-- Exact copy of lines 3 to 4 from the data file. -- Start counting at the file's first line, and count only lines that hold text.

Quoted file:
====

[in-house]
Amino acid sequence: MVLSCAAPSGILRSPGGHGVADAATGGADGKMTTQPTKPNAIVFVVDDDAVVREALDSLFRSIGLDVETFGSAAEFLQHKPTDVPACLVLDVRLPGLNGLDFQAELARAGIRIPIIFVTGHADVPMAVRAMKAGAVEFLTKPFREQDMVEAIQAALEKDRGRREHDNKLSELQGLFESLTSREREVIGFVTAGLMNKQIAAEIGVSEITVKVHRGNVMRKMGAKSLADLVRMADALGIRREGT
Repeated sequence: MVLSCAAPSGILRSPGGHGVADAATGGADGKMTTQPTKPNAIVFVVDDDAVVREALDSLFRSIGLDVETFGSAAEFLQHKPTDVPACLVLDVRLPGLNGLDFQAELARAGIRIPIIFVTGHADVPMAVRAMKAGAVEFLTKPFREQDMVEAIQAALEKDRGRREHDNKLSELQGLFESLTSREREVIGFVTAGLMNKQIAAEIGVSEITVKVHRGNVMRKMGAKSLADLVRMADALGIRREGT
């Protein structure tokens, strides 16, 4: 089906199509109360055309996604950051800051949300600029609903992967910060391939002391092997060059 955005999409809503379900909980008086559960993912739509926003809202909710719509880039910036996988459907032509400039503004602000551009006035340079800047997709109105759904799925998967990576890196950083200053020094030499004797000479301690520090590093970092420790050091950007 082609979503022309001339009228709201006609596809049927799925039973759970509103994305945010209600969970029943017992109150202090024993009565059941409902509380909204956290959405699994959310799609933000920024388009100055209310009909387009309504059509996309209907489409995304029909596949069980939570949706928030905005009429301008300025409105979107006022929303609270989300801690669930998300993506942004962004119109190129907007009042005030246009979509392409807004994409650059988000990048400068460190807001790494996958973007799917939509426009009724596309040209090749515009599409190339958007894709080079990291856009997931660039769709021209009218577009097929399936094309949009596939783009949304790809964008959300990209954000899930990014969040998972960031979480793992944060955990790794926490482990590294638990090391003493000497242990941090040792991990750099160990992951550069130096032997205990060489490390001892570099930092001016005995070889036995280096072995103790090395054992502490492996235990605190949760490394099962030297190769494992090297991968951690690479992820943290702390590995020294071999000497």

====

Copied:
Repeated sequence: MVLSCAAPSGILRSPGGHGVADAATGGADGKMTTQPTKPNAIVFVVDDDAVVREALDSLFRSIGLDVETFGSAAEFLQHKPTDVPACLVLDVRLPGLNGLDFQAELARAGIRIPIIFVTGHADVPMAVRAMKAGAVEFLTKPFREQDMVEAIQAALEKDRGRREHDNKLSELQGLFESLTSREREVIGFVTAGLMNKQIAAEIGVSEITVKVHRGNVMRKMGAKSLADLVRMADALGIRREGT
């Protein structure tokens, strides 16, 4: 089906199509109360055309996604950051800051949300600029609903992967910060391939002391092997060059 955005999409809503379900909980008086559960993912739509926003809202909710719509880039910036996988459907032509400039503004602000551009006035340079800047997709109105759904799925998967990576890196950083200053020094030499004797000479301690520090590093970092420790050091950007 082609979503022309001339009228709201006609596809049927799925039973759970509103994305945010209600969970029943017992109150202090024993009565059941409902509380909204956290959405699994959310799609933000920024388009100055209310009909387009309504059509996309209907489409995304029909596949069980939570949706928030905005009429301008300025409105979107006022929303609270989300801690669930998300993506942004962004119109190129907007009042005030246009979509392409807004994409650059988000990048400068460190807001790494996958973007799917939509426009009724596309040209090749515009599409190339958007894709080079990291856009997931660039769709021209009218577009097929399936094309949009596939783009949304790809964008959300990209954000899930990014969040998972960031979480793992944060955990790794926490482990590294638990090391003493000497242990941090040792991990750099160990992951550069130096032997205990060489490390001892570099930092001016005995070889036995280096072995103790090395054992502490492996235990605190949760490394099962030297190769494992090297991968951690690479992820943290702390590995020294071999000497």